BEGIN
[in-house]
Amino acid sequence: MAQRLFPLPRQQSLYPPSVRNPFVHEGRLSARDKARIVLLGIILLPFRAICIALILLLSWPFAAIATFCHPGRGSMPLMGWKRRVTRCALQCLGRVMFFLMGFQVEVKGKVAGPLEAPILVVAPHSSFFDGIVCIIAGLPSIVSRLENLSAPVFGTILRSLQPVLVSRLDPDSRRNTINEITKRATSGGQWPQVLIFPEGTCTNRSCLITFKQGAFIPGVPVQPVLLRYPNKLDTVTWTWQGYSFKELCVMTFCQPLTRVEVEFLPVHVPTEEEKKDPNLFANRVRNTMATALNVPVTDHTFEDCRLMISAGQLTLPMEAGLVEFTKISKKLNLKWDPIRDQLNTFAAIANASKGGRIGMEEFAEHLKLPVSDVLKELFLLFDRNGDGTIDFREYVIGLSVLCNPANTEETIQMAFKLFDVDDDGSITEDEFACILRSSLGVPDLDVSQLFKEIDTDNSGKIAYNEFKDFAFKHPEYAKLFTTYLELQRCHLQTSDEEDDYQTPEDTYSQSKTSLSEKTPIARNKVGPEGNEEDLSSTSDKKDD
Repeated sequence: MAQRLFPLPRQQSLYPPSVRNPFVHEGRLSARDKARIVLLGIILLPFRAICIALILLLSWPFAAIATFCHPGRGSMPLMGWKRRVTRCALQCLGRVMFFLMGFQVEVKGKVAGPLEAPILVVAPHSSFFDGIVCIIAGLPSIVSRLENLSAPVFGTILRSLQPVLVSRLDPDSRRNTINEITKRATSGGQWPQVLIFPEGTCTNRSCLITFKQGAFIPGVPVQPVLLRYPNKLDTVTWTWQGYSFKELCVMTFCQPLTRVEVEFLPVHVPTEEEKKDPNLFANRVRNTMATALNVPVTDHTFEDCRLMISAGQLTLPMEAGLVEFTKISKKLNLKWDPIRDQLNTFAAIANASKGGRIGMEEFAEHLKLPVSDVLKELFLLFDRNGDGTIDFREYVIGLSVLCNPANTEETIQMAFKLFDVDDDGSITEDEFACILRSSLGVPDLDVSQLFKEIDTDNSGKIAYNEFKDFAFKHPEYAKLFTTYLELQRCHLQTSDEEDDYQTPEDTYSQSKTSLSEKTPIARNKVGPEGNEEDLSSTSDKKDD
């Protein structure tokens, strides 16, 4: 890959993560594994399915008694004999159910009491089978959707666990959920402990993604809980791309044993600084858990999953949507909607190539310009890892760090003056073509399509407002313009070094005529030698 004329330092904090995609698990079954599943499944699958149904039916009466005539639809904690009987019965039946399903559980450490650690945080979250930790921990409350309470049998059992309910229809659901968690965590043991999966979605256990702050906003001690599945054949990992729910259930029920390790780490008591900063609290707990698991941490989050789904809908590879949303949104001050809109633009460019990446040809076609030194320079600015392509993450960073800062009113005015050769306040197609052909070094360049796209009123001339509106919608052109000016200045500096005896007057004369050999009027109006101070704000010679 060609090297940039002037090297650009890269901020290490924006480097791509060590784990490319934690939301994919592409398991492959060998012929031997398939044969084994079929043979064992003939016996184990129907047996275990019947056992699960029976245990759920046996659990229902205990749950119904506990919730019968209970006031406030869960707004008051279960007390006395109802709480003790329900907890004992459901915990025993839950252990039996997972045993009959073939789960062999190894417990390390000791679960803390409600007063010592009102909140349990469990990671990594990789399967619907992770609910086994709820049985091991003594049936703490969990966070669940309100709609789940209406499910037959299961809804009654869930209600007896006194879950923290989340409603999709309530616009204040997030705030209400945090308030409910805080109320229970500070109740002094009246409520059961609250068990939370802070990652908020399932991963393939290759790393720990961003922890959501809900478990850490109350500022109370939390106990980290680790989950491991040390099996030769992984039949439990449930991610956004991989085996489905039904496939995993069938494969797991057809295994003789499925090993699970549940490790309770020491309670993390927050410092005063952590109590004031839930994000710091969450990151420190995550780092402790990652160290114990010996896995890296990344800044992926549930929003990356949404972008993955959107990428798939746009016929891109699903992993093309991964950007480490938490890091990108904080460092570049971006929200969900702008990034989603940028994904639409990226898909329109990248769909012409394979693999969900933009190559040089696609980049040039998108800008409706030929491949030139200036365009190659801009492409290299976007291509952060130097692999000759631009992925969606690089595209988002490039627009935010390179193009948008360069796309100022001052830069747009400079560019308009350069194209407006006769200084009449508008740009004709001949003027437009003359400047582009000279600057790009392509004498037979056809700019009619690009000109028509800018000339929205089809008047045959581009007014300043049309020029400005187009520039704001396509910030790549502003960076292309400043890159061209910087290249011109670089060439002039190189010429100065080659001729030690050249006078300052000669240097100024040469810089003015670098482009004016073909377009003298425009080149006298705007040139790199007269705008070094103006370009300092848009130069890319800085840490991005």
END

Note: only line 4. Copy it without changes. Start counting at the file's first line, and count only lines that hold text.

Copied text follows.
């Protein structure tokens, strides 16, 4: 890959993560594994399915008694004999159910009491089978959707666990959920402990993604809980791309044993600084858990999953949507909607190539310009890892760090003056073509399509407002313009070094005529030698 004329330092904090995609698990079954599943499944699958149904039916009466005539639809904690009987019965039946399903559980450490650690945080979250930790921990409350309470049998059992309910229809659901968690965590043991999966979605256990702050906003001690599945054949990992729910259930029920390790780490008591900063609290707990698991941490989050789904809908590879949303949104001050809109633009460019990446040809076609030194320079600015392509993450960073800062009113005015050769306040197609052909070094360049796209009123001339509106919608052109000016200045500096005896007057004369050999009027109006101070704000010679 060609090297940039002037090297650009890269901020290490924006480097791509060590784990490319934690939301994919592409398991492959060998012929031997398939044969084994079929043979064992003939016996184990129907047996275990019947056992699960029976245990759920046996659990229902205990749950119904506990919730019968209970006031406030869960707004008051279960007390006395109802709480003790329900907890004992459901915990025993839950252990039996997972045993009959073939789960062999190894417990390390000791679960803390409600007063010592009102909140349990469990990671990594990789399967619907992770609910086994709820049985091991003594049936703490969990966070669940309100709609789940209406499910037959299961809804009654869930209600007896006194879950923290989340409603999709309530616009204040997030705030209400945090308030409910805080109320229970500070109740002094009246409520059961609250068990939370802070990652908020399932991963393939290759790393720990961003922890959501809900478990850490109350500022109370939390106990980290680790989950491991040390099996030769992984039949439990449930991610956004991989085996489905039904496939995993069938494969797991057809295994003789499925090993699970549940490790309770020491309670993390927050410092005063952590109590004031839930994000710091969450990151420190995550780092402790990652160290114990010996896995890296990344800044992926549930929003990356949404972008993955959107990428798939746009016929891109699903992993093309991964950007480490938490890091990108904080460092570049971006929200969900702008990034989603940028994904639409990226898909329109990248769909012409394979693999969900933009190559040089696609980049040039998108800008409706030929491949030139200036365009190659801009492409290299976007291509952060130097692999000759631009992925969606690089595209988002490039627009935010390179193009948008360069796309100022001052830069747009400079560019308009350069194209407006006769200084009449508008740009004709001949003027437009003359400047582009000279600057790009392509004498037979056809700019009619690009000109028509800018000339929205089809008047045959581009007014300043049309020029400005187009520039704001396509910030790549502003960076292309400043890159061209910087290249011109670089060439002039190189010429100065080659001729030690050249006078300052000669240097100024040469810089003015670098482009004016073909377009003298425009080149006298705007040139790199007269705008070094103006370009300092848009130069890319800085840490991005």